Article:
Wondrous Larkspur

Larkspur (Delphinium consolida) belongs to the buttercup family of Ranunculaceae perennials.  Also called Lark’s Heel. Lark’s Toe. Lark’s Claw. Knight’s Spur.  The name Delphinium, from Delphin (dolphin), was given to this genus because the buds resemble a dolphin.  The name Consolida refers to the plant’s power of consolidating wounds.

The colorful Larkspur blooms from white, red, pink to blue, and violet. Larkspur Flowers are irregularly shaped and bloom in loose, vertical groupings along the upper end of the main stalk.   It grows best in climates that are moist and cool during the summer time. 

Baker’s Larkspur (Delphinium bakeri) and Yellow Larkspur (Delphinium luteum), native to some areas of California, are endangered species. Delphinium is a genus of about 250 species of annual, biennial or perennial flowering plants. The common name, which it shares with the genus, Consolida, is Larkspur. 

Identical in looks to perennial delphiniums, its tall spikes make beautiful cut flowers, with the two ideal varieties being the Larkspur rose (Consolida ambigua) and Consolida orientalis. The leaves are palmately lobed or palmately divided.  The varieties and colorings make it a highly marketable flower.  Although the flowers are fragile and short-lived in the vase, usually about seven days. 

All species of the plant is toxic to most animals, especially to cattle.  The seeds and stems contain polycyclic diterpene alkaloids, neuromuscular-blocking agents, which affect cholinergic and nicotinic receptors.  Although sheep do not seem to be affected by the Larkspur toxins and they are often used to help control the plant on the cattle ranges. 

Seeds should be sewn directly in the soil during the spring or the fall, wherever you want them to grow.  This plant does not like to be transplanted.  Space the seeds approximately six to eight inches apart and level with the soil’s surface.  Taller varieties can be staked to prevent damage in the wind and deadhead them, like day lilies, after flowering to encourage them to re-bloom.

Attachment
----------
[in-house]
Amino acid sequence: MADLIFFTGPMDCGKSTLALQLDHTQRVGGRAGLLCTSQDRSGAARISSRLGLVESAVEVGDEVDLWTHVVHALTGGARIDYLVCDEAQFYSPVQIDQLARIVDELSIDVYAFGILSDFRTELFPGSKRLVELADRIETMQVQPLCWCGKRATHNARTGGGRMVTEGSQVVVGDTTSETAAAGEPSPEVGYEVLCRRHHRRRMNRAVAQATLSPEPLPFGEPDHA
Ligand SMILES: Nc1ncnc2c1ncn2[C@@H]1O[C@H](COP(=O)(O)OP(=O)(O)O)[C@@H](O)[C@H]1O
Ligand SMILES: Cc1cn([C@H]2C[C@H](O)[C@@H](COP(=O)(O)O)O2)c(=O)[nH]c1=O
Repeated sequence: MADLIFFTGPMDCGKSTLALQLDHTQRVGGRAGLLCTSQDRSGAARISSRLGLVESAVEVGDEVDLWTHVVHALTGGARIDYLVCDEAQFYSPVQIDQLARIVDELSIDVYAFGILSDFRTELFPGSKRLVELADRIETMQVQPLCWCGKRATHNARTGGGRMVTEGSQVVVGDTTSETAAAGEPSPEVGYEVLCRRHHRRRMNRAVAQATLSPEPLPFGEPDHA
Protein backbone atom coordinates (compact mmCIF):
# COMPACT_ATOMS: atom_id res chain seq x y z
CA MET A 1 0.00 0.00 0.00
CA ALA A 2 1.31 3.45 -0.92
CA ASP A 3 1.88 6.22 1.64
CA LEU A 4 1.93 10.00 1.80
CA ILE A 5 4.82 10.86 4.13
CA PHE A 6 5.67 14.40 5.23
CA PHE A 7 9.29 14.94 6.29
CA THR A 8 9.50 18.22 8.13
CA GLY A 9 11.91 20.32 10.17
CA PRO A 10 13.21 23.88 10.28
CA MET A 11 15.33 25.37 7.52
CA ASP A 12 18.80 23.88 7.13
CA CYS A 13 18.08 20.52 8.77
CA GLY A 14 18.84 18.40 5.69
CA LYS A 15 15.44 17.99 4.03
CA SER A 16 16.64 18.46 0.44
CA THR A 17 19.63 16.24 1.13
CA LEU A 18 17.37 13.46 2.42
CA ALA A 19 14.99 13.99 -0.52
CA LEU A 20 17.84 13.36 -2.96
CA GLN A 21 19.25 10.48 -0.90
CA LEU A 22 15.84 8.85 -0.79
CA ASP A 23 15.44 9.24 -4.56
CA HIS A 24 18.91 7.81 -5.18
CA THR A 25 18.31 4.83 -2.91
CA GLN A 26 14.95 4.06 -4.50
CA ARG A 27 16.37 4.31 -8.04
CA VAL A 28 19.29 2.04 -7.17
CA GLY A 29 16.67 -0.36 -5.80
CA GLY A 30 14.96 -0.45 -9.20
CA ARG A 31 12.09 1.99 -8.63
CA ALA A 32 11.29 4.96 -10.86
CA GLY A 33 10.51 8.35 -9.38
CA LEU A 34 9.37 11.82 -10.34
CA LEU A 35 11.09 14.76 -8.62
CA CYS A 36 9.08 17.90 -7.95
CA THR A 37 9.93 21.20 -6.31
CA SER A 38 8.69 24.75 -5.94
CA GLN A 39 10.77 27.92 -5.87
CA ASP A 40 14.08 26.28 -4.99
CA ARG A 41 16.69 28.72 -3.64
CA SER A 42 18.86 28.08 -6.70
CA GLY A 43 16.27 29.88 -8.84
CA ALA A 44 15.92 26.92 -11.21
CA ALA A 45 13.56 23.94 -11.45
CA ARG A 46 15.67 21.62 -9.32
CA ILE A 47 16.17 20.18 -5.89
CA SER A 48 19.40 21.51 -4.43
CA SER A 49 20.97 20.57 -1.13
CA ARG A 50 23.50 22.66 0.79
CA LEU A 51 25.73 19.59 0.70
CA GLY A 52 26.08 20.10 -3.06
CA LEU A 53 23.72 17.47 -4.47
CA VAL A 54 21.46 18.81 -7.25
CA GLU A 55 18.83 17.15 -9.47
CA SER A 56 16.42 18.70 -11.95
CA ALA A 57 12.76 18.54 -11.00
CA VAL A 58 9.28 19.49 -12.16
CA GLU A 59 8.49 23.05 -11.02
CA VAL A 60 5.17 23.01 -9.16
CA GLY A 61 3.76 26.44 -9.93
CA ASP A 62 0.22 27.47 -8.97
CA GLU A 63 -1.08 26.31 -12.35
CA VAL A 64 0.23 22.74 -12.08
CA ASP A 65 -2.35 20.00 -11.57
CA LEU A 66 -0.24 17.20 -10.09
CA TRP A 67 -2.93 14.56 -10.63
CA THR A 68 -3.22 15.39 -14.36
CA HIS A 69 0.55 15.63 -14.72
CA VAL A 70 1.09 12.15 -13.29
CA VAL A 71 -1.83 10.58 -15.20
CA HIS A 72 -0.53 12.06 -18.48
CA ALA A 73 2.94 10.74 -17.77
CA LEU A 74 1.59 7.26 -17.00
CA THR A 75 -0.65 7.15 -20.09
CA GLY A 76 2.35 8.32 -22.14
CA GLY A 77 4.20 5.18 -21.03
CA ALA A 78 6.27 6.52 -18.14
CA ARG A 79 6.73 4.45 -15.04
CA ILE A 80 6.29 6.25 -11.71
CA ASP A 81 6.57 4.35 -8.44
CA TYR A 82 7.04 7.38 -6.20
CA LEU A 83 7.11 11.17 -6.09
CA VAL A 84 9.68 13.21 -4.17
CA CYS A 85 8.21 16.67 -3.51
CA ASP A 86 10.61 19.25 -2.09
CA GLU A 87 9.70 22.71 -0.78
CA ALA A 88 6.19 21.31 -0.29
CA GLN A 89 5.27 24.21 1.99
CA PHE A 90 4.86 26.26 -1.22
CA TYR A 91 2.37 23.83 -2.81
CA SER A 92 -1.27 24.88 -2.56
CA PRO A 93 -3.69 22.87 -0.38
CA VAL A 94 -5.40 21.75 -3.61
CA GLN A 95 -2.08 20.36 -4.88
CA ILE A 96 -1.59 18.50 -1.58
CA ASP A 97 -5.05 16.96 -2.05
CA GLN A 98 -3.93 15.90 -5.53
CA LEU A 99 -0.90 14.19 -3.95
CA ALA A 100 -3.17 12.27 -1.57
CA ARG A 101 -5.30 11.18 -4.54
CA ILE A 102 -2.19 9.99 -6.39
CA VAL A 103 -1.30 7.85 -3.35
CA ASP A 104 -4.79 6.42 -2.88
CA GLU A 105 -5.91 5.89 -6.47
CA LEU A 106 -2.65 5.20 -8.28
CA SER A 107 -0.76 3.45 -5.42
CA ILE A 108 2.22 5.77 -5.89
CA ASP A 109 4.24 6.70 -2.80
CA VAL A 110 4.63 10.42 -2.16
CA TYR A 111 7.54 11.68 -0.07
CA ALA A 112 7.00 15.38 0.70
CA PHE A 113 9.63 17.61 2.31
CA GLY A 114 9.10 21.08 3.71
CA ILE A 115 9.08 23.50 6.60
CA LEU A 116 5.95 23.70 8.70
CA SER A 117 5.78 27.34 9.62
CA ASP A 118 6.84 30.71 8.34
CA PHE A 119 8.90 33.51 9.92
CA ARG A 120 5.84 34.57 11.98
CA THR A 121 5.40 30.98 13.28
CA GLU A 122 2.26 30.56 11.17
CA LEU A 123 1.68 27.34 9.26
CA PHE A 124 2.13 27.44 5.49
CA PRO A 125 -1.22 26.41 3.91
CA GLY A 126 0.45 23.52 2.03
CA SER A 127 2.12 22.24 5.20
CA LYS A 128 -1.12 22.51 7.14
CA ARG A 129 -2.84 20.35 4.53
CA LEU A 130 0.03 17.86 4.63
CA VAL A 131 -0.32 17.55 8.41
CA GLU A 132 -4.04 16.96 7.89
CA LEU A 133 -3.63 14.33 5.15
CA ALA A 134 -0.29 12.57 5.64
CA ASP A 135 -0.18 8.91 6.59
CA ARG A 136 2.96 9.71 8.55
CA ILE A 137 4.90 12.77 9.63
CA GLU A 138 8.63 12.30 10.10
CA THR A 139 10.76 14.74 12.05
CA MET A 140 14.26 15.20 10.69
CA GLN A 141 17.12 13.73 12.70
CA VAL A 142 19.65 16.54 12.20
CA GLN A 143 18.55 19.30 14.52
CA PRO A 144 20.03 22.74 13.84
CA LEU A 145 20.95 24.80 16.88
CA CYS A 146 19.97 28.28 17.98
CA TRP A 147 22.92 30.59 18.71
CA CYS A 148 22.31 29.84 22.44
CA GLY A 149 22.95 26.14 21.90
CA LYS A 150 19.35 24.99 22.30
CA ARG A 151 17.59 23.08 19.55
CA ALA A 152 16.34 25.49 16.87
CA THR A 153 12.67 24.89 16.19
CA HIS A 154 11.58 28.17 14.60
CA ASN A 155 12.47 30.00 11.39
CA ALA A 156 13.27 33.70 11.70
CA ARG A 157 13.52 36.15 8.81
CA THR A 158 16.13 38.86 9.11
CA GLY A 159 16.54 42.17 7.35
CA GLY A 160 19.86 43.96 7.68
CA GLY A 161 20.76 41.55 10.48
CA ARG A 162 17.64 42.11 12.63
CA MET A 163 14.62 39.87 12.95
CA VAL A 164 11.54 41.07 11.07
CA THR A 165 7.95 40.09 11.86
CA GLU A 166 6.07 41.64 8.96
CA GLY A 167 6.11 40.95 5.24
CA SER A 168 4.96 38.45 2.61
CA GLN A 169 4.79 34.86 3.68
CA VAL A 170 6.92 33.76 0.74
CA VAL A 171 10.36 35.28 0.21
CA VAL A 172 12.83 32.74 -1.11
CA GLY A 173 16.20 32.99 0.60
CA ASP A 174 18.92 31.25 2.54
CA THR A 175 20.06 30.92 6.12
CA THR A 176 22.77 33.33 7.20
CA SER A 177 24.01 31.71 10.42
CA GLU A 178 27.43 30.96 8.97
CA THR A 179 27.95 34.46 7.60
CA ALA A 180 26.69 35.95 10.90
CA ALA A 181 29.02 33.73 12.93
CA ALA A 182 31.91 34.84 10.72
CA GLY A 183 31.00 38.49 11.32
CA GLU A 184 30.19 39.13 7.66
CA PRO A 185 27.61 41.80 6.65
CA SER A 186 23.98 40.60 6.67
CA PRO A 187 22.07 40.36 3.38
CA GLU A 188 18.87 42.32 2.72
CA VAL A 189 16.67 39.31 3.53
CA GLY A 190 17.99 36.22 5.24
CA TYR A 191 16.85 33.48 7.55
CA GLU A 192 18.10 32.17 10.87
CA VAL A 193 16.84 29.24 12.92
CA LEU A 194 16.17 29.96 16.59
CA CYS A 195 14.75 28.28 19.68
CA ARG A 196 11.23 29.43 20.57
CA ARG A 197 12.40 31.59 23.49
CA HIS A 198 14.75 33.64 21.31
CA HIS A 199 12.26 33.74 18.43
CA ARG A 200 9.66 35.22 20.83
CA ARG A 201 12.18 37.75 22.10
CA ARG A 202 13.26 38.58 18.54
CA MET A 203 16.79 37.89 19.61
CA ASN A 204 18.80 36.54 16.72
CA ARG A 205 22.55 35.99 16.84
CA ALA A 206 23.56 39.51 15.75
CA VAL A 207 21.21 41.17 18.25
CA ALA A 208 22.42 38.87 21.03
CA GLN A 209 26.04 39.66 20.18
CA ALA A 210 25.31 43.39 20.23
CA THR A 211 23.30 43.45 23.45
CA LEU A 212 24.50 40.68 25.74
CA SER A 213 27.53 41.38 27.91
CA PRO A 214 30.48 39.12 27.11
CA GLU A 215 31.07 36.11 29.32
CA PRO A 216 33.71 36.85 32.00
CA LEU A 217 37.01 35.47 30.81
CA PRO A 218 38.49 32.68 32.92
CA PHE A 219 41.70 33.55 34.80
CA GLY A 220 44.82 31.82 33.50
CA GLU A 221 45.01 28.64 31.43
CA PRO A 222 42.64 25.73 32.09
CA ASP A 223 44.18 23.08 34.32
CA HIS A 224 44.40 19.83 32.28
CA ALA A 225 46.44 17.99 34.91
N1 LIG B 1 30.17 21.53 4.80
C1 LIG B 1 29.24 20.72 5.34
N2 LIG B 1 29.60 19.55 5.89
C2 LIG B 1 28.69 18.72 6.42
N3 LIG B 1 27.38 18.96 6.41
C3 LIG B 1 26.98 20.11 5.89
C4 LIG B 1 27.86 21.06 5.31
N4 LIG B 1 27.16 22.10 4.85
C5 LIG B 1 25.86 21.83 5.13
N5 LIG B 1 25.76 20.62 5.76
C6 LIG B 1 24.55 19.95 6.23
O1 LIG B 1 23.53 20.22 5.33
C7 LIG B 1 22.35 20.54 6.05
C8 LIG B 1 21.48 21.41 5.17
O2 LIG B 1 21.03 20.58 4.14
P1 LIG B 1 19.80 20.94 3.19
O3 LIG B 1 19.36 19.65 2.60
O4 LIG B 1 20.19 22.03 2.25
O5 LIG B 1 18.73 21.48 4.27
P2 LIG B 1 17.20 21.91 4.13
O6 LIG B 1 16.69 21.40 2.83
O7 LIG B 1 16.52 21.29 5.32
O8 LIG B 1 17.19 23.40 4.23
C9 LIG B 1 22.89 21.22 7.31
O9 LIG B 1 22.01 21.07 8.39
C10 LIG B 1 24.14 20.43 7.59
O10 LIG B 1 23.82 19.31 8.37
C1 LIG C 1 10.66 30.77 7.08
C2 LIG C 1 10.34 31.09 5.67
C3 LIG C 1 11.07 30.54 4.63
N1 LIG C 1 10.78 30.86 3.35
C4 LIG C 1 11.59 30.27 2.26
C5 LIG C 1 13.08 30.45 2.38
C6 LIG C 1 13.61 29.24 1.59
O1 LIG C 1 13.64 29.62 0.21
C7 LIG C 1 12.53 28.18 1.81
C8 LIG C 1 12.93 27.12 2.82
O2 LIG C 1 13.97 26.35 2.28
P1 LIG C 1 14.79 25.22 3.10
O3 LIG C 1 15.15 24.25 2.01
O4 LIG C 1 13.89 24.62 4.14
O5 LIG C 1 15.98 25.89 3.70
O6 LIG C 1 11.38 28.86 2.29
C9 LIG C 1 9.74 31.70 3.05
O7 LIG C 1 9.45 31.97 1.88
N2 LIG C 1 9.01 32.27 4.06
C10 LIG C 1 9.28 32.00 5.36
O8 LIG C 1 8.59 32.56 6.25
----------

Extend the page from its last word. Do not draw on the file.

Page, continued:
After the first frost, you can cut the stems back to an inch or two above the soil.  Divide the plants every three to four years, just as the new growth is beginning in the spring, by lifting the plants from the soil and dividing them into clumps.  You can trim them back in the late fall after the foliage dies. 

The plant seeds may be used medicinally, in tinctures that act as a natural paraticide and insecticide that can destroy lice and other insects.  

The tincture has been given in doses of ten plus drops to treat spasmodic asthma and dropsy.  The juice, extracted from the leaves is sometimes used to treat bleeding piles, while extracts from the flowers have been used to fight colic. 

Historically, the juice from the flower petals along with alum has been used as a blue colored ink.